Variation in Abutilon Theophrasti Medici: CHARLES A. SHULL, University of Kentucky. This paper is a report of progress in an investigation of variability in the number of carpels in the ovaries of A. Theophrasti. The range of variability is from ten to seventeen, with the mode usually on fourteen or fifteen. The material shows a skewed frequency distribution, and tendency toward half Galton-curves. A number of plants have been found with half curves and the mode on 15. But whenever a number of plants are counted together, there are usually a small number falling on sixteen. Only three specimens in about 8,000 had seventeen carpels to the ovary. The mode falls on a lower number in material collected in Kansas than in similar material from Kentucky. The drier climate of Kansas is probably responsible for this difference. If plants from an unfavorable habitat are counted the mode is found to be depressed. The modifications of the variability curves noted are probably related rather directly to nutritional conditions. Heredity and suboptimal nutrition are believed to be responsible for the half-curve variability.

Some factors to be considered in attempting to communicate with supposed inhabitants of Mars:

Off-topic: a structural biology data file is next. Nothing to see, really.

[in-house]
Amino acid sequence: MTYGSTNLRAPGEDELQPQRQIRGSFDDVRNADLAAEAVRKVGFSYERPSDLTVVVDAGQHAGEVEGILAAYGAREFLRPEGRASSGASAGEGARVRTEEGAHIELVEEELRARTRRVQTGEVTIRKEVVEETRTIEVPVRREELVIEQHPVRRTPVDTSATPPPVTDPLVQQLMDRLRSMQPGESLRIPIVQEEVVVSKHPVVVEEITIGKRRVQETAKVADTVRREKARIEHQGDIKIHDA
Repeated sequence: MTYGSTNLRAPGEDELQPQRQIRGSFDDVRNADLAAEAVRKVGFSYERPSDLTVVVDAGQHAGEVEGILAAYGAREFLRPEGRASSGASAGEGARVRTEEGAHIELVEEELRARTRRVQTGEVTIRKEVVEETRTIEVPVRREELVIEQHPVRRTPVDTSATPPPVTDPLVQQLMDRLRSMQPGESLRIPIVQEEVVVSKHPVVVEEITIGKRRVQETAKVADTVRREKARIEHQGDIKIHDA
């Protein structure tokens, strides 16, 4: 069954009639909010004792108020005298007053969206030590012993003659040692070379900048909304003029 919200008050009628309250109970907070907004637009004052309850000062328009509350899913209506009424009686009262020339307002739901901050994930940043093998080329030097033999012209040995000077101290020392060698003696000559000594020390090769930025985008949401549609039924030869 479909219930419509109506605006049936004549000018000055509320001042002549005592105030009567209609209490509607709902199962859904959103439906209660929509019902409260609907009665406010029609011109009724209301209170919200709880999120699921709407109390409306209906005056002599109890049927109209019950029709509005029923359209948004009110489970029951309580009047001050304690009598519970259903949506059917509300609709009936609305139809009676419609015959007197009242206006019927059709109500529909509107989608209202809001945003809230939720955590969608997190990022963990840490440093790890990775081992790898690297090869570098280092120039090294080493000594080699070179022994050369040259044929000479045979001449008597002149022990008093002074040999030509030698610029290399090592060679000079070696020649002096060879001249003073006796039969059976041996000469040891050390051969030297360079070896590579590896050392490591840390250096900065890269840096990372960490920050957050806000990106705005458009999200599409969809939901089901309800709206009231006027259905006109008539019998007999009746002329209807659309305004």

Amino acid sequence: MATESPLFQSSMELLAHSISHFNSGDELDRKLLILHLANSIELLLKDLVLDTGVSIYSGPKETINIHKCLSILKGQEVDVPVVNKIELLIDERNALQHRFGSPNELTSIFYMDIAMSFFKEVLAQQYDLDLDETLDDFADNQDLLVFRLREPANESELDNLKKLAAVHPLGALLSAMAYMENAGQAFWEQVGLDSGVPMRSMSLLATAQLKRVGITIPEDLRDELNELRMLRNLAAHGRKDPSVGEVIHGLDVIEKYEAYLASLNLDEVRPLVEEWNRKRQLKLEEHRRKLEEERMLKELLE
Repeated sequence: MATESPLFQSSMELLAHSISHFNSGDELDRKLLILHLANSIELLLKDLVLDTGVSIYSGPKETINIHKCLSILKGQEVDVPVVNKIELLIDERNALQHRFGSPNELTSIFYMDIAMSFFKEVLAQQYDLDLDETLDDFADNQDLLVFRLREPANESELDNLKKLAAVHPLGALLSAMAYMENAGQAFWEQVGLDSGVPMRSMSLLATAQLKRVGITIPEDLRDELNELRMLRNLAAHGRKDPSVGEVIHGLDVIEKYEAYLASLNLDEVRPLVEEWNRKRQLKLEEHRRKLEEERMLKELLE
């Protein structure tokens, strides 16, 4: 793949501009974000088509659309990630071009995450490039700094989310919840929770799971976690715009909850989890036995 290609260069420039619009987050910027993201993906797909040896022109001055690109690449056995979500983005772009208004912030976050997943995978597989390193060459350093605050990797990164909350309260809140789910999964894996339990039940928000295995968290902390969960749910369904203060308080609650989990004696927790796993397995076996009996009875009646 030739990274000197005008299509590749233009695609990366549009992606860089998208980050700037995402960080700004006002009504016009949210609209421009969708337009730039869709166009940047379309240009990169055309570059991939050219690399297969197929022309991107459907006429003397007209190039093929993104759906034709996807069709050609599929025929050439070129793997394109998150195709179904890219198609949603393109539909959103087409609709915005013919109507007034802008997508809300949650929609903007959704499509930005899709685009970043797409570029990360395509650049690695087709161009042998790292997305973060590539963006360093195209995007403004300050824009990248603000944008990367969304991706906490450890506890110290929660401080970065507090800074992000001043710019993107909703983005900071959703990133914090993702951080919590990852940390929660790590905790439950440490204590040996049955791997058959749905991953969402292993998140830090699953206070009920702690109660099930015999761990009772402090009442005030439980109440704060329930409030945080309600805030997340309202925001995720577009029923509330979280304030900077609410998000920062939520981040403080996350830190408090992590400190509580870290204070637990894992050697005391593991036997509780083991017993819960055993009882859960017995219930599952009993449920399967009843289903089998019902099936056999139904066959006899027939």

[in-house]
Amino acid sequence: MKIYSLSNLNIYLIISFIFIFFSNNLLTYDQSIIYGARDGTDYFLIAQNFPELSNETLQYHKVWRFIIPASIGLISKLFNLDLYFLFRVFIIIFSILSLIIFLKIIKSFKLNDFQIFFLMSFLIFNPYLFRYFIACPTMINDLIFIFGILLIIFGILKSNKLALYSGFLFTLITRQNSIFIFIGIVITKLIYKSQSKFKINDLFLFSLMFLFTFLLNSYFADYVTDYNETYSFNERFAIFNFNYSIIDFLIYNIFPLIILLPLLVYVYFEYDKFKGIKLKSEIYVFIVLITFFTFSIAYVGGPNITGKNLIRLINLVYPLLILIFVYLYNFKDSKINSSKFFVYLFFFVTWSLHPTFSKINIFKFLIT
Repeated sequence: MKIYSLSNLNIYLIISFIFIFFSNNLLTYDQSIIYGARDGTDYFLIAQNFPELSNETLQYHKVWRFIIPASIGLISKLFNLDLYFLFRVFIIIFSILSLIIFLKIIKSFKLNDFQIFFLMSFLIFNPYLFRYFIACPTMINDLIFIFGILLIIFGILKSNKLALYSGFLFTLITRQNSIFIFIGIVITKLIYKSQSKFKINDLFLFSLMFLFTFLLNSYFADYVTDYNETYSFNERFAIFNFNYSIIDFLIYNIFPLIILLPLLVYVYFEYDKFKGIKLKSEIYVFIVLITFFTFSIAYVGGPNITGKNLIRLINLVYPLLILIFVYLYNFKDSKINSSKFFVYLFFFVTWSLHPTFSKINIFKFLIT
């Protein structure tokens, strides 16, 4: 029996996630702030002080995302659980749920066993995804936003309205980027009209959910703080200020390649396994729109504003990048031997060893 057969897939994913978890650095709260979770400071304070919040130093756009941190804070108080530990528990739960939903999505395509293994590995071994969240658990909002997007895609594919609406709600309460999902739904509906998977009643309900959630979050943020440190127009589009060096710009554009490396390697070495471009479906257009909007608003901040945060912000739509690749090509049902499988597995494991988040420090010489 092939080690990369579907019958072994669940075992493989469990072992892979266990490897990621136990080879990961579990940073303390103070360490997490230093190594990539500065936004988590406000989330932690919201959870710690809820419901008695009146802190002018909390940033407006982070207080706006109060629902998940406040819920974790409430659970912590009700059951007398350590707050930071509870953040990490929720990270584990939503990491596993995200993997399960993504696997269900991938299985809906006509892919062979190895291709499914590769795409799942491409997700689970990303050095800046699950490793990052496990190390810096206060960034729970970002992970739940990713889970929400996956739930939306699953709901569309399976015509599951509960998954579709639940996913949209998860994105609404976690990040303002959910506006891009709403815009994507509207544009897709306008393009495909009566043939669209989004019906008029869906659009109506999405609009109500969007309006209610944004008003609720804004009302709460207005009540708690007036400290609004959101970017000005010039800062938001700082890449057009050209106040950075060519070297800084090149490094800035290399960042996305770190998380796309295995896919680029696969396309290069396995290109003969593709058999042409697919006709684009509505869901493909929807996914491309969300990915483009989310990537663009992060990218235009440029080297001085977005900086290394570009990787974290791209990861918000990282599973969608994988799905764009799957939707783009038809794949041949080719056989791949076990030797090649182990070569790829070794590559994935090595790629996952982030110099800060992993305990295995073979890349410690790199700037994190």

HENRY MEIER, Centre College. In the first place, the probable low temperature, rarified atmosphere and absence of water are against the existence on the planet of beings endowed similarly to us. Ability to signal by light is negatived by the fact that the earth's atmosphere would absorb about 40 per cent. of the light sent out, and by the great distance. The author estimates that an area of light 10 miles square, on the earth, if seen from Mars through a telescope magnifying 500 times, would appear like an area 1 inch square, viewed at a distance of 500 feet. The possibility of signaling by radio is negatived by the distance, it being computed that it would require a current of a million amperes at the sending station in order to obtain one of one ampere at a receiving station on Mars, when the planet is nearest the earth. Besides, the powerful currents radiated from the sun would probably overwhelm the weak waves from the earth.

The future of nutrition and medicine: DR. A. W. HOMBERGER, University of Louisville. The paper brought out the close relation between diets in health and disease. It laid emphasis upon the benefits derived from urine and blood analyses. Urine analysis is not new and yet, with the modern methods of blood analysis, it becomes a new and valuable aid in treating diseases. The direct relations were illustrated by the conditions found in the body under diabetic conditions. Tables showing analyses representing the work of some 80 men on blood and urine were presented-also a classified schedule of dietaries the object of each group being to throw together foods particularly adapted to the diseases involved. The author predicts that in the future there will be a closer scientific relation between the nutrition of the sick and medicine than there has been in the past.